The Post Office has agreed to pay £58m to settle a long running legal case brought by a group of sub postmasters who faced charges of fraud which they said were down to problems with a new computerised accounting system
A group of over 500 former sub-postmasters have been involved in a series of trials relating to claims that the Post Office incorrectly and unfairly held them responsible for accounting discrepancies, which they held were due to failings with the Post Office’s Horizon IT system, introduced around 2000.
The class action, led by six initial lead claimants, alleged the Horizon system contained a large number of defects causing shortfalls in their financial accounts, which led to some being jailed for offences including false accounting, fraud and theft, while others were made bankrupt.
They accused the Post Office of failing to provide adequate training in the use of Horizon, failing to investigate the cause of alleged shortfalls and misleading them about the reliability of the system, which was supplied by Fujitsu.
The litigation was brought by the Justice for Sub-postmasters Alliance, which maintained the Post Office has abused its position to unlawfully suspend, sack and prosecute sub-postmasters who were found to have shortfalls in their weekly accounting, including requiring them to pay back the sums involved.
The complexity of the issues and the length of time which it took for the case to come to court meant that the judge decided to divide it into several parts, to be heard separately.
In March this year, the sub-postmasters group won an important first step, when the judge gave a ruling on the nature of the contracts they had with the Post Office.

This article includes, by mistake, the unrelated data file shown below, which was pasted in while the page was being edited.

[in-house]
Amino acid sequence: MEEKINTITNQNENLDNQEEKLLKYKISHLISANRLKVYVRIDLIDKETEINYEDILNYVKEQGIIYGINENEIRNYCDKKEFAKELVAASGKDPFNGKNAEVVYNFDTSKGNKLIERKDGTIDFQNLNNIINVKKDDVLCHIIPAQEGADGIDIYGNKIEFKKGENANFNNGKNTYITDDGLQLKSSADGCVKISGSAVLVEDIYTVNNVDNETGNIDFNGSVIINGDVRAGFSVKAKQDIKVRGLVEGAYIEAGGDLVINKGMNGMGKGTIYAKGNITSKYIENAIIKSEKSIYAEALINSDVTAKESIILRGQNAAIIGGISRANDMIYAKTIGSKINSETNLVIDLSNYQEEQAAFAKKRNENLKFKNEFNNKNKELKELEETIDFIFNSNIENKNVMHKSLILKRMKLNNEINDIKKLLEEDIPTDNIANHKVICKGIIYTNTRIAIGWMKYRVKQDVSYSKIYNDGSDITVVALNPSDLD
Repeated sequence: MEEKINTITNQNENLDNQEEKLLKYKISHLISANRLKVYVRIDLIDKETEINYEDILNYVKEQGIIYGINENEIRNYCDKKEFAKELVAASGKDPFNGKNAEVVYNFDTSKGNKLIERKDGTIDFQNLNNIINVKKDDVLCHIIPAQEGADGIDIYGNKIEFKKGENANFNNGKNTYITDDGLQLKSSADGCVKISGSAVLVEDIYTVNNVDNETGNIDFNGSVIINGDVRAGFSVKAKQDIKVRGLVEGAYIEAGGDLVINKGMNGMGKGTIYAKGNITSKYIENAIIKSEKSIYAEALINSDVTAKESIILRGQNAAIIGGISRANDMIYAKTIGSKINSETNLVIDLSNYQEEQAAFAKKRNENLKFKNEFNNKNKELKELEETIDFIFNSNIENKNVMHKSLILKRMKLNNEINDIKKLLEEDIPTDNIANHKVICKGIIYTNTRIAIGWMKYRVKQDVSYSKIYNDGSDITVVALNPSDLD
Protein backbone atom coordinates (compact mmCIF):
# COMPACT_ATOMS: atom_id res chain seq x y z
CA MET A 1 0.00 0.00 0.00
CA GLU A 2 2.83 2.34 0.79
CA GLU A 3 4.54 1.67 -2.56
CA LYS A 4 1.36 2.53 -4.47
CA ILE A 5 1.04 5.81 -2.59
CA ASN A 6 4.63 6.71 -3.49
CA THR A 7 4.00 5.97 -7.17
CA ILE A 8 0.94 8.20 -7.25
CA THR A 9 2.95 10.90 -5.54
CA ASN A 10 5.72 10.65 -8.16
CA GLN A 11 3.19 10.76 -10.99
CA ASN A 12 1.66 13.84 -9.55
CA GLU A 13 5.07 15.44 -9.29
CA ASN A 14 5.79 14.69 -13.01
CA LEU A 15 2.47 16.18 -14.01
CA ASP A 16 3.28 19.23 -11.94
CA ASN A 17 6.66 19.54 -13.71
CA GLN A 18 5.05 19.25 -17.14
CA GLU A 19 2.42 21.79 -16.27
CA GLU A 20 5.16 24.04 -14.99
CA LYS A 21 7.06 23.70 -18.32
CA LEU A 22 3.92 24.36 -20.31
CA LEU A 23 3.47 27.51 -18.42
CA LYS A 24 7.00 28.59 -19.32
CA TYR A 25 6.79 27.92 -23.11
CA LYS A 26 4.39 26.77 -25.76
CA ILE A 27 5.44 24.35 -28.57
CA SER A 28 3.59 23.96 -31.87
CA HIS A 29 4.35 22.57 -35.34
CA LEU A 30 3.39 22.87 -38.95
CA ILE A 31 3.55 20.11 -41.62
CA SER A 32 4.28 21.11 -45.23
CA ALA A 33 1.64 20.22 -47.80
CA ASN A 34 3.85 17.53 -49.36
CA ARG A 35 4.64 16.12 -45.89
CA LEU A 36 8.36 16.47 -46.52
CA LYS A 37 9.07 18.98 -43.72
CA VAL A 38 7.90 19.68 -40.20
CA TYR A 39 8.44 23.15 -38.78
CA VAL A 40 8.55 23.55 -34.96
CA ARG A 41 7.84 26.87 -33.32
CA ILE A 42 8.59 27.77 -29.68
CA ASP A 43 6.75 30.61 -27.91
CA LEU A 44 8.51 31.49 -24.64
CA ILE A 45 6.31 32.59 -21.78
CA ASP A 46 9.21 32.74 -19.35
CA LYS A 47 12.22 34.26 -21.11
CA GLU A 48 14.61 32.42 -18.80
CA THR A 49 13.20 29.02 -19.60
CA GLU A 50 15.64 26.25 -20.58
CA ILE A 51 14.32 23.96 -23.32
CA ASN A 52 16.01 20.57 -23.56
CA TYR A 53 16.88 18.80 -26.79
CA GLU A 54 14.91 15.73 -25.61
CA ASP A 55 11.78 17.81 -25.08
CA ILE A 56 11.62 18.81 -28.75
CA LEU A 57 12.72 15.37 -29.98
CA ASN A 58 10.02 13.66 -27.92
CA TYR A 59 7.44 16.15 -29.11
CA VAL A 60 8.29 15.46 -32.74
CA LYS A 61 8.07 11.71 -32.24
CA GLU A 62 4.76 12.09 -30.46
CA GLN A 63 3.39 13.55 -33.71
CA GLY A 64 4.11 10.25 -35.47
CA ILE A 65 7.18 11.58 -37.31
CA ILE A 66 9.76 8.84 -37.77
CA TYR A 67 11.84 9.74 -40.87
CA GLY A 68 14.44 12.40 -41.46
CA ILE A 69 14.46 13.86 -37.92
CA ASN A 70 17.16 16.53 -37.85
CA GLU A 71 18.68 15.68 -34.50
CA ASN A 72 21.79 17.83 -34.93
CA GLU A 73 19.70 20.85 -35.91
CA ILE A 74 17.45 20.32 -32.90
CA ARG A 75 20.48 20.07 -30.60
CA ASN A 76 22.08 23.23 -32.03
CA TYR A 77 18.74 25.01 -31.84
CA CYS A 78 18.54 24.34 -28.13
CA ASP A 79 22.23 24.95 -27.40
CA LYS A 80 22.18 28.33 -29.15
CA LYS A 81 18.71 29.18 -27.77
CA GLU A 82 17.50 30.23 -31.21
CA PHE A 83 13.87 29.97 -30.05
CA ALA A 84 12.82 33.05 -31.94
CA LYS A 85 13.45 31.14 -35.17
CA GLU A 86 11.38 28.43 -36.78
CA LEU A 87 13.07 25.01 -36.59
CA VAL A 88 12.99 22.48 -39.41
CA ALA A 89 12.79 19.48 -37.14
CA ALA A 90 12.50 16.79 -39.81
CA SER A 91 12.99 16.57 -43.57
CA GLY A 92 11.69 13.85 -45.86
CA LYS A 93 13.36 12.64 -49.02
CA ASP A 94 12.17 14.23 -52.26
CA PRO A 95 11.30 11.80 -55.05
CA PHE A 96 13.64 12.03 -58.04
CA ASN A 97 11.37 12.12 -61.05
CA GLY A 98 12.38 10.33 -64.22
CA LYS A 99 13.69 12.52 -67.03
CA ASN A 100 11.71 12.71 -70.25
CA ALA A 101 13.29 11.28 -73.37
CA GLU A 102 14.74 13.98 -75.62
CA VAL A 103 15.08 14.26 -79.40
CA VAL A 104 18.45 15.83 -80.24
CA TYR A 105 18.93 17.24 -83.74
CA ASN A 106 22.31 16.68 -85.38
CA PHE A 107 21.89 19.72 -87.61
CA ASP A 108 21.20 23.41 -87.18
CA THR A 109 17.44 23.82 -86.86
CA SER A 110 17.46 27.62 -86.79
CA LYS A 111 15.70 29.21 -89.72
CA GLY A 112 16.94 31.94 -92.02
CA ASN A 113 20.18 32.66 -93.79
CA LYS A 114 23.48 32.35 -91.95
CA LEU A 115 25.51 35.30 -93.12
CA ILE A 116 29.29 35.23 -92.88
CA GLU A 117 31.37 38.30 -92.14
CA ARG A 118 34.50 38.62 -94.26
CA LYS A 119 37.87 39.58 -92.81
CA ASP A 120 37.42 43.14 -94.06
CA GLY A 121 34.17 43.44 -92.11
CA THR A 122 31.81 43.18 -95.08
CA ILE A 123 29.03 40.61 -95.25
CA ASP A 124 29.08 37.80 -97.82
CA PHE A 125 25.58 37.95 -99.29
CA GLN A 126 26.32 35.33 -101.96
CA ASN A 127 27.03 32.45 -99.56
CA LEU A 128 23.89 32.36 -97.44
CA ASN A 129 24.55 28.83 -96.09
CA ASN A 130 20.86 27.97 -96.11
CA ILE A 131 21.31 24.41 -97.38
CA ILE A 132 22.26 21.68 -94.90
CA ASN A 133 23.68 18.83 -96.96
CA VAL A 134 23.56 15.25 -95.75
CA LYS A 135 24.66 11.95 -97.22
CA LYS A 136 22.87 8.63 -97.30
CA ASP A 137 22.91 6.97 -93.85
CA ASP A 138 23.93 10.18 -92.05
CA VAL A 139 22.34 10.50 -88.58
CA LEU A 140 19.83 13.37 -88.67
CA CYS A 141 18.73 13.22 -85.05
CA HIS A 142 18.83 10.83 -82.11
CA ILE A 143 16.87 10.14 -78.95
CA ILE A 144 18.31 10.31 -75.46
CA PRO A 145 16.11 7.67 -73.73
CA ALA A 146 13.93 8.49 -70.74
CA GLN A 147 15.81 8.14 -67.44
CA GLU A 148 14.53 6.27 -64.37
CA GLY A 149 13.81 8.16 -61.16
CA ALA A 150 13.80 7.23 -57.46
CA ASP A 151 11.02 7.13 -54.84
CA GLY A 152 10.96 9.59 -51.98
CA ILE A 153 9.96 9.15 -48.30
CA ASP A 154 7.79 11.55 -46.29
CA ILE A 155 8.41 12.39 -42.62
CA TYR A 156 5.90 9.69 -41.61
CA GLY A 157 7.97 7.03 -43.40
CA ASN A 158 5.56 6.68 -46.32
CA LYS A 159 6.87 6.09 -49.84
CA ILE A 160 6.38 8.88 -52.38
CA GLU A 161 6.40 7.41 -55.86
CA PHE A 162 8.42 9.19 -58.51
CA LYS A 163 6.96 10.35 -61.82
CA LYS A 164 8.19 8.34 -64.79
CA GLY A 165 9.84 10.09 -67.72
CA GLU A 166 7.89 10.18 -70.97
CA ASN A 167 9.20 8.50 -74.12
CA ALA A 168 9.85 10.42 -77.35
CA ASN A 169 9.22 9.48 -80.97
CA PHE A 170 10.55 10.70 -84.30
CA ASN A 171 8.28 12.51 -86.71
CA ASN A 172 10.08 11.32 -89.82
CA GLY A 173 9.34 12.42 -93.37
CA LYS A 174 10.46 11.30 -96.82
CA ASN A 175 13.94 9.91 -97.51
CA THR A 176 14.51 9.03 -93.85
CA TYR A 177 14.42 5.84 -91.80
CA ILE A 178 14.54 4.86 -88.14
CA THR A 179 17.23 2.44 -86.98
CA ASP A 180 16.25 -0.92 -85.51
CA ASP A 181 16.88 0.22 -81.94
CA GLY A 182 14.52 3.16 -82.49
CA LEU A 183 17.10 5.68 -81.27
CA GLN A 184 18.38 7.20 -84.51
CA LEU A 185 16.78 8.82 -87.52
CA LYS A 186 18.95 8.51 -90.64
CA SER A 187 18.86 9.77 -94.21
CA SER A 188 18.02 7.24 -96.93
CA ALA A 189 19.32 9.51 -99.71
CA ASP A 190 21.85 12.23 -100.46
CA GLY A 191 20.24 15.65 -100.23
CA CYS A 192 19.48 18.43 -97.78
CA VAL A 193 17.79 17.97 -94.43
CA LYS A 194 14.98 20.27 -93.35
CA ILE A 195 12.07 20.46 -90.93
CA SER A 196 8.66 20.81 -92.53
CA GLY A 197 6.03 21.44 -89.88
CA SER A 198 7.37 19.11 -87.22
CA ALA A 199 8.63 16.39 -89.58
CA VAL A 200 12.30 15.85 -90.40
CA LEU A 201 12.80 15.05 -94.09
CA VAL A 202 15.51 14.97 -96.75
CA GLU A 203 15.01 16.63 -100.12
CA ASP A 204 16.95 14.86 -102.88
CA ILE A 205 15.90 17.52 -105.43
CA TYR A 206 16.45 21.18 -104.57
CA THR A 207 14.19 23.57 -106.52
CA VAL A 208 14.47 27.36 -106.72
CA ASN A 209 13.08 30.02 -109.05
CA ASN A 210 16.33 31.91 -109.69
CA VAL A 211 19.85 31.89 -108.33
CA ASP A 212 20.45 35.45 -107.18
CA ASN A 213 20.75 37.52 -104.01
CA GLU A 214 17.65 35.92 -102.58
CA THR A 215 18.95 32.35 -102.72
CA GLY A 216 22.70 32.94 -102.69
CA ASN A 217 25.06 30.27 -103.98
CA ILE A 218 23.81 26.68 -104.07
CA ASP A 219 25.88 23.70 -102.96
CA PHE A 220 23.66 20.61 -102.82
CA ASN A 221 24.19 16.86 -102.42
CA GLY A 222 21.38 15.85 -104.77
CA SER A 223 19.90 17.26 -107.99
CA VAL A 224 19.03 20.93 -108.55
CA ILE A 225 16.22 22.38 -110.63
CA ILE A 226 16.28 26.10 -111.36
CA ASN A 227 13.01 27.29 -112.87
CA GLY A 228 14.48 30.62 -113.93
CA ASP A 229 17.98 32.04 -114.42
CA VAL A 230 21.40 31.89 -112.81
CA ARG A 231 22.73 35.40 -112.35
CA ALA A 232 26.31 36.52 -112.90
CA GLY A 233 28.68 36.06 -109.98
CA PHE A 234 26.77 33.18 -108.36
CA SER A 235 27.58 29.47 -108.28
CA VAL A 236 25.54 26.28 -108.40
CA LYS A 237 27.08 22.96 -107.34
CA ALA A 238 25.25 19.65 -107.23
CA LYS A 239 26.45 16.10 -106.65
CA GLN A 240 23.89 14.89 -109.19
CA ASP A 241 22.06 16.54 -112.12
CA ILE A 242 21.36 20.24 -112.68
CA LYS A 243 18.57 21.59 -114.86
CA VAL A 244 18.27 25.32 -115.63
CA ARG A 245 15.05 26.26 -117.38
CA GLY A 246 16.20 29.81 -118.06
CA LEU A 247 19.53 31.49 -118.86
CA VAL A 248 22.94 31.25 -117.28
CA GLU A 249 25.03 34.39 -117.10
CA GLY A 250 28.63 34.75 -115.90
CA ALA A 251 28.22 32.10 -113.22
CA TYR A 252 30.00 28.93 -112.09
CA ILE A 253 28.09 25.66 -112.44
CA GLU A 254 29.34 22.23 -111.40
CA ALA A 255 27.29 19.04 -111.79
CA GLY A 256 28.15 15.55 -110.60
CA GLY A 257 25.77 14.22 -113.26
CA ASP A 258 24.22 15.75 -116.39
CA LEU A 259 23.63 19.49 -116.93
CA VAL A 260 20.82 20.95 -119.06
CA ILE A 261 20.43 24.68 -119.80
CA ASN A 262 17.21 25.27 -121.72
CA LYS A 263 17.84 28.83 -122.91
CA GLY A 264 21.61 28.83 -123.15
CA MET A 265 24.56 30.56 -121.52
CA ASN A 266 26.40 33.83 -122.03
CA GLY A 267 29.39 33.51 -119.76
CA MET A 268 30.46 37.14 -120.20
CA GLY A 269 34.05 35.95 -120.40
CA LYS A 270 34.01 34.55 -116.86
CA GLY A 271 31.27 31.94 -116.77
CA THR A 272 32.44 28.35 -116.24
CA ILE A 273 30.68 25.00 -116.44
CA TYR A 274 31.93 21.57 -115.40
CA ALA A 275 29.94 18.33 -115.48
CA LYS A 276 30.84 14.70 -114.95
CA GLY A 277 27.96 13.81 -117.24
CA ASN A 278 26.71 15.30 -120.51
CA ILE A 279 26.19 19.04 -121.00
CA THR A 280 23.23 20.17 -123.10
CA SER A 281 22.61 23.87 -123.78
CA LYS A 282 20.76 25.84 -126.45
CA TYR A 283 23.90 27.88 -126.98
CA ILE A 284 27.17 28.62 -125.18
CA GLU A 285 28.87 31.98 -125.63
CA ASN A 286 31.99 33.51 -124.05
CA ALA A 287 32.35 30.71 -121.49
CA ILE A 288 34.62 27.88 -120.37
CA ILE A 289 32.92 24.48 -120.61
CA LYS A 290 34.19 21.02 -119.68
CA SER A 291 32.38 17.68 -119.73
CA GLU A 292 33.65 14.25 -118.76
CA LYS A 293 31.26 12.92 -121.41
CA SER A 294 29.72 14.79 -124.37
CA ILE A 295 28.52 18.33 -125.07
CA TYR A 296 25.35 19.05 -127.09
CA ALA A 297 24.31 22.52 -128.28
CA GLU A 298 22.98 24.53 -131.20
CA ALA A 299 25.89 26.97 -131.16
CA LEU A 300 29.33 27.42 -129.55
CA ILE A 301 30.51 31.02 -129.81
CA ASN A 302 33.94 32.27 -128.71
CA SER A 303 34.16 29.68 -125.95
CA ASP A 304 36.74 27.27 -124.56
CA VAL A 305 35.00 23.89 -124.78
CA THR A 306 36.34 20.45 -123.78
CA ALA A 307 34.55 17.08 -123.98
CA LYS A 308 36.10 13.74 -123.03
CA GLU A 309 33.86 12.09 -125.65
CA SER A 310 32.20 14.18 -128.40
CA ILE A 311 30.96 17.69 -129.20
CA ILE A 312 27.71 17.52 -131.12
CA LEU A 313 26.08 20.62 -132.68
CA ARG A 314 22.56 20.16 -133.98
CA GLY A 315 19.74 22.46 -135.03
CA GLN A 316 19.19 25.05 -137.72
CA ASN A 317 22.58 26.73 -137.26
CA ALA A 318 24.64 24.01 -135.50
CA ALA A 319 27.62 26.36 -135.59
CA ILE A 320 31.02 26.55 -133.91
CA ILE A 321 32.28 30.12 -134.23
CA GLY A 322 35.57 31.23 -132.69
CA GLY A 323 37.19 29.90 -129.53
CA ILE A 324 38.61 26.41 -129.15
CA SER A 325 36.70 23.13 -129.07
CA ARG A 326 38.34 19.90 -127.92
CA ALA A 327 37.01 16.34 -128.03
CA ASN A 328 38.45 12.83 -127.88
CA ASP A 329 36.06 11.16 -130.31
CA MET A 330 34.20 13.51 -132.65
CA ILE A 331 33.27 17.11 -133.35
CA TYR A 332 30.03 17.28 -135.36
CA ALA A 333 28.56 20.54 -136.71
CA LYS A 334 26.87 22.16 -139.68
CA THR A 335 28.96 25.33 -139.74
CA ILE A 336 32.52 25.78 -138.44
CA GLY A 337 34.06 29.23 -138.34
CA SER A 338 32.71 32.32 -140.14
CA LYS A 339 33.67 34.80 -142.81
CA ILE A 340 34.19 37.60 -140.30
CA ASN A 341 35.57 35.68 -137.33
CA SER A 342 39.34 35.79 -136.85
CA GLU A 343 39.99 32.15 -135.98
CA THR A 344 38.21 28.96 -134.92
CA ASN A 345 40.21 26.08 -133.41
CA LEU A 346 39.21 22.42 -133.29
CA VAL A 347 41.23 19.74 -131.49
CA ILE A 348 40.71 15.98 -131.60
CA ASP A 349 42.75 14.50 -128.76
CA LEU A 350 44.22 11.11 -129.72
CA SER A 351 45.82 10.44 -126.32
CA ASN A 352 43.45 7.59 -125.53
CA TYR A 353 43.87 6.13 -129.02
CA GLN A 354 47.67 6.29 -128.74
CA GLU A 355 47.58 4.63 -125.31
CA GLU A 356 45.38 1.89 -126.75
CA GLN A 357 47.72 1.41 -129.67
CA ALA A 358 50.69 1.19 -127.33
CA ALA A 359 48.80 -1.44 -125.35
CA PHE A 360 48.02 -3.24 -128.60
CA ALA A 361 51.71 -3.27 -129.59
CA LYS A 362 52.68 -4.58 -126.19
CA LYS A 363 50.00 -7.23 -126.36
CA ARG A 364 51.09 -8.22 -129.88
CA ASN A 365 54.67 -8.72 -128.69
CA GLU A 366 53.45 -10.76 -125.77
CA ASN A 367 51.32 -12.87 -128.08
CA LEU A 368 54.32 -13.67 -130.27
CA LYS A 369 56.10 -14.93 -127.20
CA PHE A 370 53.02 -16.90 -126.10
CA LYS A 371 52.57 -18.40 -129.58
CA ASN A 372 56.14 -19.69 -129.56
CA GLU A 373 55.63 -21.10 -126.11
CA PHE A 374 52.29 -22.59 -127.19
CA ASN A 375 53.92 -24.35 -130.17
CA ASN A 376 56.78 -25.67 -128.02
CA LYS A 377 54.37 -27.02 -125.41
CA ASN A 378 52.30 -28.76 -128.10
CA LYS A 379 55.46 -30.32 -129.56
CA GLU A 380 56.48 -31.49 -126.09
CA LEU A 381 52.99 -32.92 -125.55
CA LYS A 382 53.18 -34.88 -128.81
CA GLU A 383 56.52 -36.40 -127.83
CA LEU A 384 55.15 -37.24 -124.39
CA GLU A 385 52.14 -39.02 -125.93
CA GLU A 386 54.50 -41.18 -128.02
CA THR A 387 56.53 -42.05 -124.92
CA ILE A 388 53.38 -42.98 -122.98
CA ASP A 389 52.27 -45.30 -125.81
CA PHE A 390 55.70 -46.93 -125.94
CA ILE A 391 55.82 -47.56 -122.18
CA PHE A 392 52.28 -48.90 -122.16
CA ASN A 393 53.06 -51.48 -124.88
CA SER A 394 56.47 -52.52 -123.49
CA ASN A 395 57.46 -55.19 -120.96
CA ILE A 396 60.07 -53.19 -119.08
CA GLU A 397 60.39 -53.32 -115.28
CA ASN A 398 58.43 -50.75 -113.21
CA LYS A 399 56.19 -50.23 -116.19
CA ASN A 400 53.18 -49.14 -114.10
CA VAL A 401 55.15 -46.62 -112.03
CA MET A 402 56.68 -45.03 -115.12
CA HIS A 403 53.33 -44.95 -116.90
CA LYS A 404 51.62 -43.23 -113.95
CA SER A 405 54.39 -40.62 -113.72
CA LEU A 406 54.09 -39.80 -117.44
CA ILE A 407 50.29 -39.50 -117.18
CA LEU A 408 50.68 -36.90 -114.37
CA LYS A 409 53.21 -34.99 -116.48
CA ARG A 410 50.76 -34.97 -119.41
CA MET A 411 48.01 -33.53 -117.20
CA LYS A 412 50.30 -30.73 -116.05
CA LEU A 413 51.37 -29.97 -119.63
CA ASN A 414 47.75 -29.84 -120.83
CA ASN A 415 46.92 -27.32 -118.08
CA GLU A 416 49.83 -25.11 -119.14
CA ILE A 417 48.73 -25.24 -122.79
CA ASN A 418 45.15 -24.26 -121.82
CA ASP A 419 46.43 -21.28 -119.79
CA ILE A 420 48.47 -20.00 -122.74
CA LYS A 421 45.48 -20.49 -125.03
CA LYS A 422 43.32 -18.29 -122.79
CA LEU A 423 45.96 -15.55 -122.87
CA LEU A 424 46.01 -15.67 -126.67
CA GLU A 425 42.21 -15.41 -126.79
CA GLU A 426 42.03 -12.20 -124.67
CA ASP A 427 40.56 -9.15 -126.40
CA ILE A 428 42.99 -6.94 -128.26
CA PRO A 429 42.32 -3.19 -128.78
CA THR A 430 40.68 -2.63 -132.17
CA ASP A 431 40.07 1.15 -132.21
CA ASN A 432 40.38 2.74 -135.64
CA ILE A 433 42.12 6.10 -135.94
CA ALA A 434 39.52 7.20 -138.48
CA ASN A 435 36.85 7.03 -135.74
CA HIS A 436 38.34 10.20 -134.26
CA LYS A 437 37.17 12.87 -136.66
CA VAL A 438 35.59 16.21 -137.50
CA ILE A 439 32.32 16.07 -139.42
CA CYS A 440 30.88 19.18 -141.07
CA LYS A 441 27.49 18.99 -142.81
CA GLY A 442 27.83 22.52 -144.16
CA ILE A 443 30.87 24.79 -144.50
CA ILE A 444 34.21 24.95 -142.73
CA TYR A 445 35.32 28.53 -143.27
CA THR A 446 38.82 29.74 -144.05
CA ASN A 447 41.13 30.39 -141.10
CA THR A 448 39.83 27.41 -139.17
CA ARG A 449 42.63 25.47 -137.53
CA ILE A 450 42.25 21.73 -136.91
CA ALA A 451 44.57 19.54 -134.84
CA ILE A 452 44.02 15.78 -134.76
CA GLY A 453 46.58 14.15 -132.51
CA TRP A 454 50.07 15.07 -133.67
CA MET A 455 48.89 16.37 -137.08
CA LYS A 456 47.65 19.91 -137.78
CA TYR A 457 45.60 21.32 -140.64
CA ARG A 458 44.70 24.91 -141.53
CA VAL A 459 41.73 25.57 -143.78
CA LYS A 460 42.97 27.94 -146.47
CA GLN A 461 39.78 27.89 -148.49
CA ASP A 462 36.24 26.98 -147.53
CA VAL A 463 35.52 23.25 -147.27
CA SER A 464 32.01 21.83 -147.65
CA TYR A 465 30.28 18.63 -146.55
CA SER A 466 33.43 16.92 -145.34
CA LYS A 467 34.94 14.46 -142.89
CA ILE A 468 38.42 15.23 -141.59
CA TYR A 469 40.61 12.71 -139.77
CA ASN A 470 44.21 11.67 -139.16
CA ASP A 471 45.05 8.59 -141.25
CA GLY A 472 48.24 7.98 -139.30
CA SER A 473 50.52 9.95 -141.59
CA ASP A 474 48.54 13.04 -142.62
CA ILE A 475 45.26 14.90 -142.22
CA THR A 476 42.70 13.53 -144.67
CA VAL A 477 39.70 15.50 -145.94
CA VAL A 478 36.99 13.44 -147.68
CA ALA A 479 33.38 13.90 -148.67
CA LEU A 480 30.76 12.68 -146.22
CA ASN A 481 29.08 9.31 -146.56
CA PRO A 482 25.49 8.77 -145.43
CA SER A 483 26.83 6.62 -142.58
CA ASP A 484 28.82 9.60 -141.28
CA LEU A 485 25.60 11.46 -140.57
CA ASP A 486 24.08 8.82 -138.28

Now the group and the Post Office have announced they have reached a comprehensive resolution to their long running litigation in the High Court, following what is described as ‘several days of respectful, challenging, and ultimately successful mediation during which the parties engaged with each other in good faith’.
The Post Office has agreed with the sub-postmasters to a settlement package of £57.75m, to be divided between the 550 claimants on the merits of each of their cases.
In a joint statement, the Post Office said it ‘would like to express its gratitude to claimants, and particularly those who attended the mediation in person to share their experiences with us, for holding us to account in circumstances where, in the past, we have fallen short and we apologise to those affected.’
Nick Read, Post Office CEO, said: ‘I am very pleased we have been able to find a resolution to this longstanding dispute. Our business needs to take on board some important lessons about the way we work with postmasters, and I am determined that it will do so.
‘We are committed to a reset in our relationship with postmasters, placing them alongside our customers at the centre of our business.
‘As we agree to close this difficult chapter, we look forward to continuing the hard work ahead of us in shaping a modern and dynamic Post Office, serving customers in a genuine commercial partnership with postmasters, for the benefit of communities across the UK.’
The Justice for Sub-postmasters Alliance spokesman, Alan Bates, said: ‘The steering committee would like to thank Nick Read, the new CEO of Post Office, for his leadership, engagement and determination in helping to reach a settlement of this long running dispute.
‘During the mediation, it became clear that he intends to reset the relationship between the Post Office and its sub postmasters and put in place new processes and support for them, as part of a wider programme of improvements.
‘It would seem that from the positive discussions with Post Office’s new CEO, Nick Read, that there is a genuine desire to move on from these legacy issues and learn lessons from the past.’
Bates had personal experience of the issues with the Horizon accounting system. He uncovered a £1,000 discrepancy in his accounts at a branch office in Wales for which he could find no explanation other than a software problem.
Horizon showed an unexplained variance of over £6,000 in respect of Giro deposits, which Bates worked out to be the result of some Giro items of approximately £5,000 being wrongly duplicated, caused by an overnight software update. This was disputed by the Post Office, which asked him to pay for the shortfall.